Bair: Well, I know we had a few threats of a union strike. And since we were way out there, we spent a few nights sleeping on the autopsy table because we had to have somebody there in case something happened. But it wasn't until much later though, that we had any union members, the animal caretakers, I think, not until after we moved in here did they join the union. So most of the people working out there, scientists, scientific staff, were not union. But the craftsmen were, so we dealt with them. We had no problems working with those people. We just had to obey the rules. I remember one situation. We were—well, we talked about beagle dogs. I'll tell you how we got those. At first we tried buying them. And when you buy anything in the government, you have to go out and bid, and the lowest bid wins. Well, I remember one shipment of dogs came in—beagle dogs came in. Those dogs are about that high. They had the longest legs of any beagles I'd ever seen or could even imagine. I don't know what they were called. So we shipped those back. But after a few episodes like that, we decided we had to raise our own dogs, so we developed our own colony. We had three strains of beagles. We got some from Davis, California. Actually, Washington State had a beagle colony over there, I forgot to mention that. And we got another source from I can't remember where else. We had three strains, so we can minimize the inbreeding, and we did have a geneticist down in Portland who would guide us in our breeding program so we wouldn't have any problems that way. Let’s see. What else was I going to mention? I can't remember now what else.
Woman one: Bill, can I ask you something?
Woman one: So Gary Peterson always tells me to ask you about the alligators out there?
Bair: Oh, jeez.
Woman one: [LAUGHTER]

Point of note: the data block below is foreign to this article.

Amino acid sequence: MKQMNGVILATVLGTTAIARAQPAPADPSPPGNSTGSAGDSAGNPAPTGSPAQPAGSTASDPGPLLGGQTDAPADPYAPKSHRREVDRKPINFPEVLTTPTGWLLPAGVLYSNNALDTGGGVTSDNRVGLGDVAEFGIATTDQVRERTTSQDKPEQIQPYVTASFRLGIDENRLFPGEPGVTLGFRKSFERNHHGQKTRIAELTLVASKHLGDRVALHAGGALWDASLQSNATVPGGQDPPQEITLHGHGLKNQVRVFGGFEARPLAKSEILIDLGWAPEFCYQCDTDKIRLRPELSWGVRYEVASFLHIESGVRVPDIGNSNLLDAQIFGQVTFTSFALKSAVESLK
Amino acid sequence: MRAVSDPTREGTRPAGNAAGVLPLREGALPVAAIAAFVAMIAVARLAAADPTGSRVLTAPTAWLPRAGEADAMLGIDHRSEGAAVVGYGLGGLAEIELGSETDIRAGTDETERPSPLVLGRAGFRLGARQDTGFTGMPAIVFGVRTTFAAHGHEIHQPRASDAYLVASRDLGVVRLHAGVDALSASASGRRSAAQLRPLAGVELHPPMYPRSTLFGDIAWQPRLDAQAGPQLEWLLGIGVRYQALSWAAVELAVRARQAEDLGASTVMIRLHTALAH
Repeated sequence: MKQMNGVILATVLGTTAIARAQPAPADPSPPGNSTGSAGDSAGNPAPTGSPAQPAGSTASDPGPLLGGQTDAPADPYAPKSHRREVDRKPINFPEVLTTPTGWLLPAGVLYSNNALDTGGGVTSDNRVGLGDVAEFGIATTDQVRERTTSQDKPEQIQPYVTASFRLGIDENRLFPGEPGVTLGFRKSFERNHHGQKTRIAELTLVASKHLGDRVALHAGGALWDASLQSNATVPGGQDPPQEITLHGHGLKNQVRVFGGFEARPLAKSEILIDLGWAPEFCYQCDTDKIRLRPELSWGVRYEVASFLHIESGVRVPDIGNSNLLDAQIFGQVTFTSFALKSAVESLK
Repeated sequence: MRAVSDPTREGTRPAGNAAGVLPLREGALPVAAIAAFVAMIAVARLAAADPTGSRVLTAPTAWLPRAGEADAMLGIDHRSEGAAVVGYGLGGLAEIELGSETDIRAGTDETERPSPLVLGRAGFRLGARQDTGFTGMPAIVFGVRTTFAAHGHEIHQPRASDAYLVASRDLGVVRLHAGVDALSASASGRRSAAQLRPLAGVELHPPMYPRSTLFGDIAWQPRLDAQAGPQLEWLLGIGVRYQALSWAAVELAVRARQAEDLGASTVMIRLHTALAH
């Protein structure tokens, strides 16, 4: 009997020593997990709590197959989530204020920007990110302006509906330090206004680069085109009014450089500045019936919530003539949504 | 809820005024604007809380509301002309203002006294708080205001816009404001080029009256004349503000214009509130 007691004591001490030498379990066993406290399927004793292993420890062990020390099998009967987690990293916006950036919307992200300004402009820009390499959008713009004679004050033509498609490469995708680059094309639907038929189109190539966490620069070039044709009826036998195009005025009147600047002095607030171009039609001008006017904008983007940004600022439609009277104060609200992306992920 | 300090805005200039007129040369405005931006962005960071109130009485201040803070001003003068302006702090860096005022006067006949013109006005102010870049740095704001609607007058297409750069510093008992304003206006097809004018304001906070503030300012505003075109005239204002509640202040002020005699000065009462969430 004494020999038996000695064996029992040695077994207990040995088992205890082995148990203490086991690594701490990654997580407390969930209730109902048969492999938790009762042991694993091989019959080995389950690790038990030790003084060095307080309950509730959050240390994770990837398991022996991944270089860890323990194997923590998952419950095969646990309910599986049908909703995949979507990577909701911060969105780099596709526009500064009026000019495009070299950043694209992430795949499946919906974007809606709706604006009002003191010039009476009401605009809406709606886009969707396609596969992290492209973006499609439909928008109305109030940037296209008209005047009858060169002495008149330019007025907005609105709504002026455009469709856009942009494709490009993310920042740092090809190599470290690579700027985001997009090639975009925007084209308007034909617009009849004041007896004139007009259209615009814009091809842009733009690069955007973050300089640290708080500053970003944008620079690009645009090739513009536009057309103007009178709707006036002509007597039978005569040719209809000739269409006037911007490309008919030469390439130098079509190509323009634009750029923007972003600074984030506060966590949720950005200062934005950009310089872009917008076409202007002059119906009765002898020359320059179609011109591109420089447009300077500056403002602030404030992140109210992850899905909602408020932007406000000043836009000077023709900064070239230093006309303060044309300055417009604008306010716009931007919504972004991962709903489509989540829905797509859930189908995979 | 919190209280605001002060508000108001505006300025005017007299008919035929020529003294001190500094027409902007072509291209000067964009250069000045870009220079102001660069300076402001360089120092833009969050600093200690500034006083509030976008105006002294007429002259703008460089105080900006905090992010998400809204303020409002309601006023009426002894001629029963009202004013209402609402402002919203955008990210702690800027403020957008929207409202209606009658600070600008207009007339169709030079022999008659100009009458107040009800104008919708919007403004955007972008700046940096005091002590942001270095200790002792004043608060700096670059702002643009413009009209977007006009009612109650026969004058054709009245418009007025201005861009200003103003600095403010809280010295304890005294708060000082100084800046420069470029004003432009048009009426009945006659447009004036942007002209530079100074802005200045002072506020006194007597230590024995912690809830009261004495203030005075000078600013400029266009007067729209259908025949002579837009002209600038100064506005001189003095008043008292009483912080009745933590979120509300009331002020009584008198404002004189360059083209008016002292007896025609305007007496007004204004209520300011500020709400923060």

Bair: Gary was a neighbor. Of course, I knew him when I worked out there too. He was one of the guys I used to bug. Well, there was an aquatic physiologist out there who had gotten some alligators. He was going to do some radiation studies with them. But before he could get started, he left for another job. But while he was there, he did have alligators in the pond out behind the lab out there. It was not too far from the Columbia River. And I think one of them got loose, went into the Columbia River, and some fisherman found it, turned it into a sports' shop downtown, and it was displayed and all that kind of fuss, all that kind of stuff. And then when he left, being a radiation biologist, I knew that nothing was known the sensitivity of alligators to radiation. So I said, well, rather than having them destroyed, I'll take them. So I volunteered to take them, used the same facilities. Except I thought that we ought to beef it up a little bit. So there was a chain-link fence around it, and we had plywood put around also and wired to it. And then, for some reason, those alligators were able to squeeze those boards apart and get loose. Well, there were five of them that had got loose. Three of them were irradiated, and two of them were controls. Well, I talked to, I think, probably Gary Peterson. He was in public relations at the time. And we agreed that it would smart this time, rather than let somebody find them, we will report it to the media. So we did. But at the time, it was not very good because we were still working for General Electric at that time. So that dates it then for us. That night a Vice President from General Electric arrived in town. He got up the next morning and looked at the newspaper. There it was--big headlines--alligators released to the Columbia River by General Electric scientists and all that kind of stuff. And he raised hell. He jumped on W. Johnson, who was the plant manager. He jumped on Herb Parker, who worked for him, and he jumped on Harry Kornberg, who was my boss. So guess who—so I was ordered to put out a search team on the Columbia River until we found those alligators, and we did. I had a crew go out every day. And every week, every Friday, I had to turn in a report. They went to W. Johnson what we did to find the alligators. Well, at that time, the reactors were operating. So water along the shore was still pretty warm from the cooling water, and so the alligators kind of hung along the shore. I think we caught all but two. I think there was one control left and one irradiated. I figured the irradiated one died. But sure enough, in process, I think another alligator crawled up by a fisherman. I can't remember now. But I think maybe by the end of the year, we had gone out. We never found anymore alligators, and so there was still those two missing. And I finally got a note back from Parker saying I could relax the hunt for the alligators. But, you know, in subsequent years, I had calls from people. I had a call from some Wildlife guy over on the other side of the river. That was back--gosh, that must have been in the '80s. He wanted to know what I knew about alligators in the Columbia River. I said “nothing,” and hung up. [LAUGHTER] And then there was another one, I think, more recent than that. I can't remember now. But that's the story of the alligators. Well, actually, it was interesting, also, the alligators were really not very sensitive to radiation. But we did find that the sensitivity varied with the temperature at which the alligators were kept. If you put them in warmer water, the effects were magnified, were increased. So their metabolism had a lot to do with the effects occurring in these cold blooded animals, which no surprise there.